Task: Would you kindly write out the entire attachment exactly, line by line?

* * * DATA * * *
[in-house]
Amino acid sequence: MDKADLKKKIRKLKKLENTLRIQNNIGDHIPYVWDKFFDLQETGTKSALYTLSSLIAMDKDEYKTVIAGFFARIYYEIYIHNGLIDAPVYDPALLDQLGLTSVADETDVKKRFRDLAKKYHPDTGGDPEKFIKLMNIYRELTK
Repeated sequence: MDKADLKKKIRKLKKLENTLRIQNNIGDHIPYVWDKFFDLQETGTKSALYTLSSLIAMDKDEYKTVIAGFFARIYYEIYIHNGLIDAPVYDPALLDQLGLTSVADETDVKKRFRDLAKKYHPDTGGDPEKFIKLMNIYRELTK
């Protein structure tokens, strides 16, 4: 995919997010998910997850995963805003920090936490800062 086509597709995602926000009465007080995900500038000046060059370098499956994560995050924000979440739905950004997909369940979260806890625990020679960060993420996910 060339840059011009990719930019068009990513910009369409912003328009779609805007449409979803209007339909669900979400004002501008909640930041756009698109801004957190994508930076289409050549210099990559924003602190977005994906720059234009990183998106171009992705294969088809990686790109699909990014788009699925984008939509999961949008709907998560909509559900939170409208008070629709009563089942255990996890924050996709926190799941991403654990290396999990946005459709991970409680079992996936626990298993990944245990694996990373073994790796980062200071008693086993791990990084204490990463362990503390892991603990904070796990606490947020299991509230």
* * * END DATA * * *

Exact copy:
[in-house]
Amino acid sequence: MDKADLKKKIRKLKKLENTLRIQNNIGDHIPYVWDKFFDLQETGTKSALYTLSSLIAMDKDEYKTVIAGFFARIYYEIYIHNGLIDAPVYDPALLDQLGLTSVADETDVKKRFRDLAKKYHPDTGGDPEKFIKLMNIYRELTK
Repeated sequence: MDKADLKKKIRKLKKLENTLRIQNNIGDHIPYVWDKFFDLQETGTKSALYTLSSLIAMDKDEYKTVIAGFFARIYYEIYIHNGLIDAPVYDPALLDQLGLTSVADETDVKKRFRDLAKKYHPDTGGDPEKFIKLMNIYRELTK
């Protein structure tokens, strides 16, 4: 995919997010998910997850995963805003920090936490800062 086509597709995602926000009465007080995900500038000046060059370098499956994560995050924000979440739905950004997909369940979260806890625990020679960060993420996910 060339840059011009990719930019068009990513910009369409912003328009779609805007449409979803209007339909669900979400004002501008909640930041756009698109801004957190994508930076289409050549210099990559924003602190977005994906720059234009990183998106171009992705294969088809990686790109699909990014788009699925984008939509999961949008709907998560909509559900939170409208008070629709009563089942255990996890924050996709926190799941991403654990290396999990946005459709991970409680079992996936626990298993990944245990694996990373073994790796980062200071008693086993791990990084204490990463362990503390892991603990904070796990606490947020299991509230």